What is a Flame Detector and How Does it Work?

What is a Flame Detector? 

A flame detector is a type of sensor that can detect and respond to the presence of a flame. These detectors have the ability to identify smokeless liquid and smoke that can create open fire. For example, in boiler furnaces flame detectors are widely used, as a flame detector can detect heat, smoke, and fire. These devices can also detect fire according to the air temperature and air movement. The flame detectors use Ultraviolet (UV) or Infra-Red (IR) technology to identify flames meaning they can alert to flames in less than a second. The flame detector would respond to the detection of a flame according to its installation, it could for example sound an alarm, deactivate the fuel line, or even activate a fire suppression system. 

Where would you find these Detectors? 

  • Industrial warehouses
  • Chemical production plants 
  • Chemical stores 
  • Petrol storage and pump stations 
  • Arc welding workshops 
  • Power plants 
  • Transformer stations 
  • Underground tunnels 
  • Motor testbeds 
  • Wood stores 

What are the Components of a Flame Monitoring System and does it work?

The major component of a flame detector system is the detector itself. It comprises of photoelectric detective circuits, signal conditioning circuits, microprocessor systems, I/O circuits, and wind cooling systems. The sensors in the flame detector will detect the radiation that is sent by the flame, the photoelectric converts the radiant intensity signal of the flame to a relevant voltage signal and this signal would be processed in a single chip microcomputer and converted into a desired output. 

How many types of Flame Detectors are there and how do they work? 

There are 3 different types of flame detector: Ultra-Violet, Infra-Red and a combination of them both Ultra-Violet-Infra-Red 

Ultra-Violet (UV) 

This type of flame detector works by detecting the UV radiation at the point of ignition. Almost entirely all fires emit UV radiations, so in case of the flame, the sensor would become aware of it and produce a series of the pulses that are converted by detector electronics into an alarm output.  

There are advantages and disadvantages of a UV detector. Advantages of UV detector include High-speed response, the ability to respond to hydrocarbon, hydrogen, and metal fires. On the other hand, the disadvantages of UV detectors include responding to welding at long range, and they may also respond to lightning, sparks, etc.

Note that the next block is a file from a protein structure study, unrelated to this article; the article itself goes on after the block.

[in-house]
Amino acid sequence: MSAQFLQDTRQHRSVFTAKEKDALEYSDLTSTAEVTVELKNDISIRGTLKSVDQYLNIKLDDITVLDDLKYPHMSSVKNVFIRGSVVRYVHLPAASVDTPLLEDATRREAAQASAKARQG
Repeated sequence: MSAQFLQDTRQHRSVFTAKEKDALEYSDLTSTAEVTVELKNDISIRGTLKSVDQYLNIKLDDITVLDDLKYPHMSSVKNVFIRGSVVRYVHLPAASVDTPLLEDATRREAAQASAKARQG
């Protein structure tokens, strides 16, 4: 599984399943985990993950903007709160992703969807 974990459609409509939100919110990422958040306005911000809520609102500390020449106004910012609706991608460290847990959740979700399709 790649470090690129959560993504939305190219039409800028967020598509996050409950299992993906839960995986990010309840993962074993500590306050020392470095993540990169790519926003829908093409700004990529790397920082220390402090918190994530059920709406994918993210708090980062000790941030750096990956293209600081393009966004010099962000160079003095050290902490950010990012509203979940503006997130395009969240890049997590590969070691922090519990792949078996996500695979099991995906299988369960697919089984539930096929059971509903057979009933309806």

Infra-Red (IR) 

The infra-red flame detector works by checking the infrared spectral band for certain ornamentation that hot gases release. However, this type of device requires a flickering motion of the flame. The IR radiation may not only be emitted by flames, but may also be radiated from ovens, lamps, etc. Therefore, there is a higher risk for a false alarm 

UV-IR 

This type of detector is capable to detect both the UV and IR radiations, so it possesses both the UV and IR sensor. The two sensors individually operate the same as those described, but supplementary both circuitry processes signals are present due to there being both sensors. Consequently, the combined detector has better false alarm rejection capability than the individual UV or IR detector. 

Although there are advantages and disadvantages of UV/IR flame detector. Advantages include High-speed response and are immune to the false alarm. On the other hand, the disadvantages of UV/IR flame detector include the issue that it cannot be used for non-carbon fires as well as only being able to detect fires that emits both the UV/IR radiation not individually.  

Are any products available? 

The FGard IR3 delivers superior performance in the detection of hydrocarbon fires. The device utilises the latest IR flame detection algorithms to ensure maximum false alarm immunity. The detector has been independently tested to demonstrate it can detect a hydrocarbon fuel pan fire at nearly 200 feet in less than 5 seconds. The FGuard IR3 has a multi spectrum IR allowing for 60 metre flame detection range. That can detect all Hydrocarbon fires with no condensation forming on the window, improving reliability and performance across temperature. This product has fast detection time responding in less than 5 seconds to 0.1m² fire at 60 metres.  

Crowcon offers a range of infra-red (IR) and ultra-violet (UV) based flame detectors for quickly detecting flames at a distance. Depending on model, this includes a variety of gas and fuel fires including those generated from hydrocarbons, hydrogen, metals, inorganic and hydroxyl sources.

You won’t find Crowcon sensors sleeping on the job

MOS (metal oxide semiconductor) sensors have been seen as one of the most recent solutions for tackling detection of hydrogen sulphide (H2S) in fluctuating temperatures from up to 50°C down to the mid-twenties, as well as humid climates such as the Middle East.